Metabolomics in Organ Transplantation
Organ transplantation is often a recommended way out for many end-stage diseases. It is a very complex medical procedure wherein an organ is removed from the donor’s body and placed in the recipient’s body in order to replace the dysfunctional organ.
The main hurdle associated with the success rate of organ transplantation is rejection of the transplanted organ by the recipient’s immune system. Thus, to ensure successful organ transplantation, it is important to regularly monitor immunological reactions between the transplant and the recipient’s immune system, functional recovery of the transplant, and chances of infection. Current strategies used to monitor these conditions are either non-specific or invasive in nature, indicating the need for good follow-up strategies.
Metabolomics is the comprehensive study of the metabolome, a group characterized by a complete set of metabolites present in the cells, tissues, or body. Since metabolomics measures downstream products of metabolic activities, it can rapidly and significantly reflect stress-induced cellular phenotypes, and could serve as a great platform for the timely and accurate monitoring of the pathophysiological aspects of organ transplantation. In addition, metabolomics could rapidly measure a large number of metabolites in a single measurement, which makes it even more advantageous in terms of gaining detailed information on the organ transplantation outcome.
Metabolomics in Kidney Transplantation
With the discovery of effective immunosuppressants, the rejection rate of organ transplantation has reduced considerably; however, in case of renal allograft transplantation, a condition wherein kidney is received from a genetical non-identical recipient of the same species, the rejection rate is still high. Presently, the monitoring of renal allograft rejection is mainly performed by measuring serum creatinine level, a non-specific biomarker noticed in the serum long after the initiation of rejection. To overcome problems associated with traditional biomarkers and measurement techniques, many studies have been done to authenticate the importance of metabolomics.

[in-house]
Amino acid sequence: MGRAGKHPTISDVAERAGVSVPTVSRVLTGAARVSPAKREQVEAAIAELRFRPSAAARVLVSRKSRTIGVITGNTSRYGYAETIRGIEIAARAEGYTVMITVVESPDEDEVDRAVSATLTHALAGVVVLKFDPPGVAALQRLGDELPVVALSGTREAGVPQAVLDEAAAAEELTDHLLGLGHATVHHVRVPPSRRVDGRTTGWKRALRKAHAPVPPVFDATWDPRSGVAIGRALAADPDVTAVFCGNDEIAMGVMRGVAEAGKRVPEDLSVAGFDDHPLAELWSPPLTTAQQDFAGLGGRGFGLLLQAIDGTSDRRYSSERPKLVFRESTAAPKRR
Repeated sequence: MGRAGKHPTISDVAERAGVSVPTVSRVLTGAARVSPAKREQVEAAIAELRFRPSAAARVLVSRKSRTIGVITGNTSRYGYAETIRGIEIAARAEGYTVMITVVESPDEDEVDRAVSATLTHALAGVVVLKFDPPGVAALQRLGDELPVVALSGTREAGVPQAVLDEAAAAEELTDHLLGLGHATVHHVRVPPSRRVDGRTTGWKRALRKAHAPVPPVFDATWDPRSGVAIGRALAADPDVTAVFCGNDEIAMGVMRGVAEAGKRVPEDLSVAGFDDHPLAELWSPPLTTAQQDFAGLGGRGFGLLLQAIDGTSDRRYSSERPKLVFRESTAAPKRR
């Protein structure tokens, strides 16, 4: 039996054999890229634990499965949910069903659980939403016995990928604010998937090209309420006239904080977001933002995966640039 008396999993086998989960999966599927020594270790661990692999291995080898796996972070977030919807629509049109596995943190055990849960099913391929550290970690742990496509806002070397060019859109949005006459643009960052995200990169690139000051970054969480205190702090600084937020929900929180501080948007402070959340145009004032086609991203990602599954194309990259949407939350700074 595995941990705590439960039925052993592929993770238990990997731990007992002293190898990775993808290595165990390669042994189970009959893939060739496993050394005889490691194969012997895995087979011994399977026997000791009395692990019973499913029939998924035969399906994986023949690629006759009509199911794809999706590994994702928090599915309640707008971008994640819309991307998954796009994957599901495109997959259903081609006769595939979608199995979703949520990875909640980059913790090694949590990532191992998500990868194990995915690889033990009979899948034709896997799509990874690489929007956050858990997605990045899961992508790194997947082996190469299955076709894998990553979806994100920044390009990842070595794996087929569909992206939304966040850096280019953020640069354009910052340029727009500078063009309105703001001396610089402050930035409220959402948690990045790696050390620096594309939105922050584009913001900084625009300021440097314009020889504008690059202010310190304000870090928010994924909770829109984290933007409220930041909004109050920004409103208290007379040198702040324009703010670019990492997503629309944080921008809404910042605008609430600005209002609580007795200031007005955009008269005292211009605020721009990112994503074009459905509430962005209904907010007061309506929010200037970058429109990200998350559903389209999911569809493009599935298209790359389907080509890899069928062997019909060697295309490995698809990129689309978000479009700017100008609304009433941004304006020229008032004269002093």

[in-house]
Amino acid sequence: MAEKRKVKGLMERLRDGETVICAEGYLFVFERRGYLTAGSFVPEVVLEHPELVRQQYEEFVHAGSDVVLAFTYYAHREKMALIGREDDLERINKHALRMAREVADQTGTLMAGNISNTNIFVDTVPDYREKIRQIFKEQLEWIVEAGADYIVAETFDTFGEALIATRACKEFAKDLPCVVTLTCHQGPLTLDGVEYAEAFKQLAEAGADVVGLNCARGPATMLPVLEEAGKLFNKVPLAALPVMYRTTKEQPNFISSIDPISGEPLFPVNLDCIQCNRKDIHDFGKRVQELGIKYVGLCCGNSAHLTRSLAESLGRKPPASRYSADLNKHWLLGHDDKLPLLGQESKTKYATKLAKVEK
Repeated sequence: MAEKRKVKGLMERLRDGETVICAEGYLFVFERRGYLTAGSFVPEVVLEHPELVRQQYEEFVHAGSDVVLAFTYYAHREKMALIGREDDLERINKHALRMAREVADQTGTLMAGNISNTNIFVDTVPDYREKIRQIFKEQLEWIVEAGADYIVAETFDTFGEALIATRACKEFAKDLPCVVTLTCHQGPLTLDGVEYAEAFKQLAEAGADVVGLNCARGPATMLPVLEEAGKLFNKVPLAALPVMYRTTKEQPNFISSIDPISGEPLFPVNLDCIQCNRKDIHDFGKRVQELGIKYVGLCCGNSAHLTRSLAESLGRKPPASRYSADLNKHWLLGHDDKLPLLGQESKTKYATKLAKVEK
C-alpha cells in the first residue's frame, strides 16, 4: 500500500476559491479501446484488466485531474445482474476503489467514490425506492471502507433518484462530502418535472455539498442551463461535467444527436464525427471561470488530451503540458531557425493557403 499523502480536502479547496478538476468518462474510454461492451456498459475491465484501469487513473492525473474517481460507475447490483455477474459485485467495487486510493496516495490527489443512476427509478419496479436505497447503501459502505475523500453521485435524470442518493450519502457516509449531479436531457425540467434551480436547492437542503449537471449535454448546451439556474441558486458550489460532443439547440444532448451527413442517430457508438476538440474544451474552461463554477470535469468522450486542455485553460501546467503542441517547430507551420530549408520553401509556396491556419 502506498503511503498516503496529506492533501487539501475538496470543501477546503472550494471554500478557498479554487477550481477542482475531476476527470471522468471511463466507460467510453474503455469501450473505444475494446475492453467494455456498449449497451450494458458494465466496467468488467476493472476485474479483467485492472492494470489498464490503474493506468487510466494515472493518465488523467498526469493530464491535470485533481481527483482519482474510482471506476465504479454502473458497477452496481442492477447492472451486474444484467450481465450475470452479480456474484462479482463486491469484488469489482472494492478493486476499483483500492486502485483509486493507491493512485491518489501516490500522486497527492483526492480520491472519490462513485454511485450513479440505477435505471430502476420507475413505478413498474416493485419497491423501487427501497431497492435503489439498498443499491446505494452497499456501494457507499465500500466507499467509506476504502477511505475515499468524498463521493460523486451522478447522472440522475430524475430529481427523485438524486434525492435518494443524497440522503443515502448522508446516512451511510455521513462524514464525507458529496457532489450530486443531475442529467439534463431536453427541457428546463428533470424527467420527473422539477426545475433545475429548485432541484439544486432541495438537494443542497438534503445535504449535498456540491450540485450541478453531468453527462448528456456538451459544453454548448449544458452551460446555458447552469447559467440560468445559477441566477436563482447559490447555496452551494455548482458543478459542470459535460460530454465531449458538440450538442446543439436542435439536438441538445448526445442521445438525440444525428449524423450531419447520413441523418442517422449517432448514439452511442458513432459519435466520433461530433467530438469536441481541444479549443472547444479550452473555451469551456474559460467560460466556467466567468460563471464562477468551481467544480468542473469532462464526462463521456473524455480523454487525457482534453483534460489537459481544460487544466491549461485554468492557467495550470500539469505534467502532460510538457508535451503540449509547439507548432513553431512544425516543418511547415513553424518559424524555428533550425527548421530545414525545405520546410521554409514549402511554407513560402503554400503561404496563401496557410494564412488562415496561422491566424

Metabolomics is considered as a powerful alternative in comparison to the measurement of traditional biomarkers. Using metabolomics, a large number of metabolites associated with allograft rejection, such as amino acids, carbohydrates, lipids, catabolic compounds, and metabolites related to gut microorganisms, are identified. One such metabolite is kynurenine, a tryptophan degradation product produced by immunomodulatory enzyme, indoleamine 2, 3-dioxygenase, which promotes immune tolerance. Similarly, one study employing metabolomics has identified four unknown metabolites that have 100% specificity for predicting allograft rejection.
Ischemia/reperfusion injury is a type of damage that may occur in the kidney due to lack of oxygen supply during its preservation period before transplantation. Such injury can significantly increase the risk of organ dysfunction and rate of rejection. Studies have found that metabolomics has the potential to detect such injury.
For instance, metabolomics has identified elevated levels of several metabolites in the blood, such as trimethylamine-N-oxide (TMAO), allantoin, inosine, and hypoxanthine, which significantly correlate with the degree of renal ischemia/reperfusion injury.